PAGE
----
Outline of Colonialism in Latin America

Outline of Colonialism in Latin America - COLONIALISM IN...

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COLONIALISM IN LATIN AMERICA I The Etymology of Colonialism II The Formation of the Modern Eurocentric World Economy III The Open Veins of Latin America IV The Uses of Religion in the Spanish Colonies I The Etymology of Colonialism Colonialism: from the Latin word colonia which means ‘an agricultural estate.’ In antiquity, a Roman colonia consisted of a landowning family and an array of peasant- slaves who devoted a significant portion of their labor to the maintenance of the land- owning family. Patriarchy: from the Greek word πατριαρχια (patriarkhia) which means ‘the rule of the father.’ The Roman colonia was a declaredly patriarchal institution, in which the landowner was expected to assume a position of paternal authority over his slaves – demanding absolute obedience, settling disputes among slaves, and looking after the slaves’ ‘general well being’ the way a father would care for his child. Latin-based languages still bear the mark of the patriarchal colonia’s long history: the word for ‘boss’ patron in Spanish and padrone in Italian mean ‘big father’. The owner of a colonia is the model of a patron . In Greek and Roman antiquity, the class of estate-owning slave masters were the most important citizens in political life. They directed the affairs of the state in their interests. The model of social relations in the ancient colonia (exemplified in the relation between master and slave) evolved into the feudalism of the European Middle Ages. The main difference being that the peasants of feudal estates were no longer the personal property of the landowner. The colonia served as the basic model of European class relations up until the growth of cities and industries began to surpass agriculture in the sixteenth century. When Europeans began to invade and settle in the American continent, most of them sought to ‘recreate’ European society in the new land. This meant organizing labor, property ownership and political power along the familiar lines of the colonia. Founding a ‘colony’ meant establishing many colonias – or estates – which would be owned by the European soldiers who fought in the wars of conquest against the indigenous. For example, Hernán Cortés – the famous conquistador of the Aztec empire – was awarded patronage over the entire valley of Oaxaca in 1529 by the Spanish crown; with all of the indigenous people living in the valley declared to be his slaves. As we will see in Spanish colonial America, the one big difference between the traditional European colonia (estate) and those formed in the colonies is that the latter 1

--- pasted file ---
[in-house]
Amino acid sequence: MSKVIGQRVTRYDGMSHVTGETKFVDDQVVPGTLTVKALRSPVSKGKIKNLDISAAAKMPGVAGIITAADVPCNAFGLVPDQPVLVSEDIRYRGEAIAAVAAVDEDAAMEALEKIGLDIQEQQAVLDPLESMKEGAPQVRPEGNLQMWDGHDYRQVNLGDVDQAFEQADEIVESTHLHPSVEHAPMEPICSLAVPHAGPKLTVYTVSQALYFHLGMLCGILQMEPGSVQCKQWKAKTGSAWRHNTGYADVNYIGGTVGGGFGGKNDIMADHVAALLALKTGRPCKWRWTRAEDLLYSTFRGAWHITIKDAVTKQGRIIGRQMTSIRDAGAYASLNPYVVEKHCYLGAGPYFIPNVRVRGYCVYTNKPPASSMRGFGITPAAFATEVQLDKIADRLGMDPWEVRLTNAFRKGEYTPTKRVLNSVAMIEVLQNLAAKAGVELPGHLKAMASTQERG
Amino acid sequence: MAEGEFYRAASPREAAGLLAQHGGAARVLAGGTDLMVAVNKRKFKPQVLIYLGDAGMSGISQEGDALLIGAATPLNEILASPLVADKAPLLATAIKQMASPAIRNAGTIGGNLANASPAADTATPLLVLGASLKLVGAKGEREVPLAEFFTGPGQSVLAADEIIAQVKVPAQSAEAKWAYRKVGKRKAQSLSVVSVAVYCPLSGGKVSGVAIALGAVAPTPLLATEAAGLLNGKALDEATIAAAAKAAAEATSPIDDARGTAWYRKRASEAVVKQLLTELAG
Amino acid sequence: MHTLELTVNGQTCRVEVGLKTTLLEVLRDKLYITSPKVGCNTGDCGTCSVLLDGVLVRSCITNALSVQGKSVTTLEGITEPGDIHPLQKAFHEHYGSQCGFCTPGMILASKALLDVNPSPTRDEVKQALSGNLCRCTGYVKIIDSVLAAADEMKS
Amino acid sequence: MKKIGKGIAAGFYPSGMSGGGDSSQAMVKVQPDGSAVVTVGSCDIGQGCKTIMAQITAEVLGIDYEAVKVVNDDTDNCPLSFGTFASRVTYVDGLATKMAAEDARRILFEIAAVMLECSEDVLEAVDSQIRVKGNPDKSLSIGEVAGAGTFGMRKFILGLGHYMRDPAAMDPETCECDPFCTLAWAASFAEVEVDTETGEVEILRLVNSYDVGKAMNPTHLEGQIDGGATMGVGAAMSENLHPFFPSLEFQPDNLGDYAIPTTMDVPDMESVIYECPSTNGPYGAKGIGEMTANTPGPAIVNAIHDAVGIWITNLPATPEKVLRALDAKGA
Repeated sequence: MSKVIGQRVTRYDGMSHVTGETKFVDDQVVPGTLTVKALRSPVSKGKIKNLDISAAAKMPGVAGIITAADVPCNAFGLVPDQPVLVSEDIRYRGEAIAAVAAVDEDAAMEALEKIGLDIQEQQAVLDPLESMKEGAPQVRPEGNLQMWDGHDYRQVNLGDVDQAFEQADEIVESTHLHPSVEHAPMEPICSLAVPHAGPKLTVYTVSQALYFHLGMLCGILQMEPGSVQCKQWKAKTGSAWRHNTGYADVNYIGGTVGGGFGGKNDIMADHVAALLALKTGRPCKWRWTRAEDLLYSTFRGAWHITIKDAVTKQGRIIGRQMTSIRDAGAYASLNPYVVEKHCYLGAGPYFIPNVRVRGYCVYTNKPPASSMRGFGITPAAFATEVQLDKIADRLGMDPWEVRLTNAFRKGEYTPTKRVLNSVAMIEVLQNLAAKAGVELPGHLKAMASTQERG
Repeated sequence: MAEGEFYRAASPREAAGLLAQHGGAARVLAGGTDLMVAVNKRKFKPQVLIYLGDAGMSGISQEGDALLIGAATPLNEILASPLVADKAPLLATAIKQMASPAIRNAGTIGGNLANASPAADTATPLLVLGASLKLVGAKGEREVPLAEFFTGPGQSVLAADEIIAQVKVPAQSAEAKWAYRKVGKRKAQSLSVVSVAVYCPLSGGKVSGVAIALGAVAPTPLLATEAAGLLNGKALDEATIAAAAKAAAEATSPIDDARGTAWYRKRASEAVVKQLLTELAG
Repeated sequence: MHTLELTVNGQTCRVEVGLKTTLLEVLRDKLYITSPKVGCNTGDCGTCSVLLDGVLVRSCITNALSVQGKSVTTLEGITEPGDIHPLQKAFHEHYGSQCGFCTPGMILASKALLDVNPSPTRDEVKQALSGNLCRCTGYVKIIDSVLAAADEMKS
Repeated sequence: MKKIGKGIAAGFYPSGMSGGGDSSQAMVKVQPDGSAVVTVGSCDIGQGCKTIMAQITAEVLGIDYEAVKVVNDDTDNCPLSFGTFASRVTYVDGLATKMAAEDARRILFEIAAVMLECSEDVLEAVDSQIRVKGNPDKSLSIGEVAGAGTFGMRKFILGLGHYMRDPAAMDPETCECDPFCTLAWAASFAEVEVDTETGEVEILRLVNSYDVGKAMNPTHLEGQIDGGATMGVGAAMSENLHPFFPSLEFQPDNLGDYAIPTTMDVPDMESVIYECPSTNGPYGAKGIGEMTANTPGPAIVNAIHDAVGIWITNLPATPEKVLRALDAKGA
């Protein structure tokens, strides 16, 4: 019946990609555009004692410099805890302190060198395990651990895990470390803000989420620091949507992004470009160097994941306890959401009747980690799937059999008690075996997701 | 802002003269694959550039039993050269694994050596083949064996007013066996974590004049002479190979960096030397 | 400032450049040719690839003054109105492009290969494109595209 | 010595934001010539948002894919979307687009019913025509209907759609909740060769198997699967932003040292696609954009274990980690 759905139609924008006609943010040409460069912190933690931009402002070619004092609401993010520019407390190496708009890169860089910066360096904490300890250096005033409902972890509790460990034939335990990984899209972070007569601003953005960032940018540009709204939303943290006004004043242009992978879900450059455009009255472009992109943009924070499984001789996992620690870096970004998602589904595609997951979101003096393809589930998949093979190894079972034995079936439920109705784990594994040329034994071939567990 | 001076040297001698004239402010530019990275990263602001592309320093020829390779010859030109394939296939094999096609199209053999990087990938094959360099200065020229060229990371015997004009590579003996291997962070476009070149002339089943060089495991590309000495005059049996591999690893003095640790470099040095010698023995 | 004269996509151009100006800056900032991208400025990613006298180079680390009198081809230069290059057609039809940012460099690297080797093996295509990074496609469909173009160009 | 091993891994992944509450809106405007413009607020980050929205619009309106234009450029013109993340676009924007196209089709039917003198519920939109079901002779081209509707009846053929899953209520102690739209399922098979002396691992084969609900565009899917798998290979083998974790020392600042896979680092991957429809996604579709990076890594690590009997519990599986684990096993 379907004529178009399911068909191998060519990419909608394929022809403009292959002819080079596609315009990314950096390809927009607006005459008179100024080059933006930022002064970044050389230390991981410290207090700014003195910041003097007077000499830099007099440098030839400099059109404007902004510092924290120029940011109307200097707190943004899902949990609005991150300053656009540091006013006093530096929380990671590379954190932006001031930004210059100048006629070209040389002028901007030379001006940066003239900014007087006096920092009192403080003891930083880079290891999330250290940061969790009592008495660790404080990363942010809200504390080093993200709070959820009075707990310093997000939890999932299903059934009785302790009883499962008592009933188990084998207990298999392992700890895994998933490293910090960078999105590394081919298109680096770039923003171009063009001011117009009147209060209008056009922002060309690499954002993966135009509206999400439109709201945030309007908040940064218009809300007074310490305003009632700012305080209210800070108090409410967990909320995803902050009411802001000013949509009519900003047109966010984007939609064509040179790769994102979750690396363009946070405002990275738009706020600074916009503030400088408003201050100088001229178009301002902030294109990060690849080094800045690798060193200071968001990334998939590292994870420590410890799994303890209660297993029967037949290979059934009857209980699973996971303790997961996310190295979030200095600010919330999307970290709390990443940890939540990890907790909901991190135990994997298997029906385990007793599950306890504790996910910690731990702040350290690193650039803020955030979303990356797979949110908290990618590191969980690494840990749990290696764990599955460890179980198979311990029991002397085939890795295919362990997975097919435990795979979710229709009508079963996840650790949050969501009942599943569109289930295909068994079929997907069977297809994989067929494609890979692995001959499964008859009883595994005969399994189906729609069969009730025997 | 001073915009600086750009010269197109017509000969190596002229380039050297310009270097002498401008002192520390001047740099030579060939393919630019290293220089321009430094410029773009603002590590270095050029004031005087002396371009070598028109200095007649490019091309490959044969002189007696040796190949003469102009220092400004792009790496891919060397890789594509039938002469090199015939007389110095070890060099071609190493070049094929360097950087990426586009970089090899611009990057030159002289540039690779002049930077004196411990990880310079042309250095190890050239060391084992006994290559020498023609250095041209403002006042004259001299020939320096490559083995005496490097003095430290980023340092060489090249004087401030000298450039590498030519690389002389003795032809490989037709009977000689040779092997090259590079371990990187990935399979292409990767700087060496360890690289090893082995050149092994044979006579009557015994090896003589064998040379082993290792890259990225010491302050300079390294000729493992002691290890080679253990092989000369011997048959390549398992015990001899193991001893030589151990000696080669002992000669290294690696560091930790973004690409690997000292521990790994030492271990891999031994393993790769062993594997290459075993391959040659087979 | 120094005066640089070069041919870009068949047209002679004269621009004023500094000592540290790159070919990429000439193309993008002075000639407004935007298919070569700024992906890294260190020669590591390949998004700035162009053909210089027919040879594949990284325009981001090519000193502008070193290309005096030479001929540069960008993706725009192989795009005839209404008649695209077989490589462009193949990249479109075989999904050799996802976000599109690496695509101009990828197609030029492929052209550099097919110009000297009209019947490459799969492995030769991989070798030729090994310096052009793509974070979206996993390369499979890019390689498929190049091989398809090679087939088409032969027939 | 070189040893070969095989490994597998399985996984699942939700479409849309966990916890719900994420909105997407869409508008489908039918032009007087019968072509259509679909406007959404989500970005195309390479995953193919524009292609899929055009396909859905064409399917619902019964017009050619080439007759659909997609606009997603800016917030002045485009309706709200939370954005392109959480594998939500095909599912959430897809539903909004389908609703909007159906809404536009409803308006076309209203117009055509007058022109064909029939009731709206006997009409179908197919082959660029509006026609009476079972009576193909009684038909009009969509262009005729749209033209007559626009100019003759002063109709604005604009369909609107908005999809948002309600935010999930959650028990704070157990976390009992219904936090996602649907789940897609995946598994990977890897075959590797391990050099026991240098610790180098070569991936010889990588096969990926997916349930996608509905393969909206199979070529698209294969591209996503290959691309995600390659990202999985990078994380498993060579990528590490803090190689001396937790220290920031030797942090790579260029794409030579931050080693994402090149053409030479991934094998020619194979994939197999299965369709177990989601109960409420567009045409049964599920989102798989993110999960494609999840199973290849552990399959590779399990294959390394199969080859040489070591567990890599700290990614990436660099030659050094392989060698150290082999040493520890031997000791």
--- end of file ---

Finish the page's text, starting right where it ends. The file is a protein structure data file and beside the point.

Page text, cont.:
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were primarily concerned with exporting their products to the European market. In this way, the colonia evolved into the plantation in the colonies. II
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Outline of Colonialism in Latin America - COLONIALISM IN...

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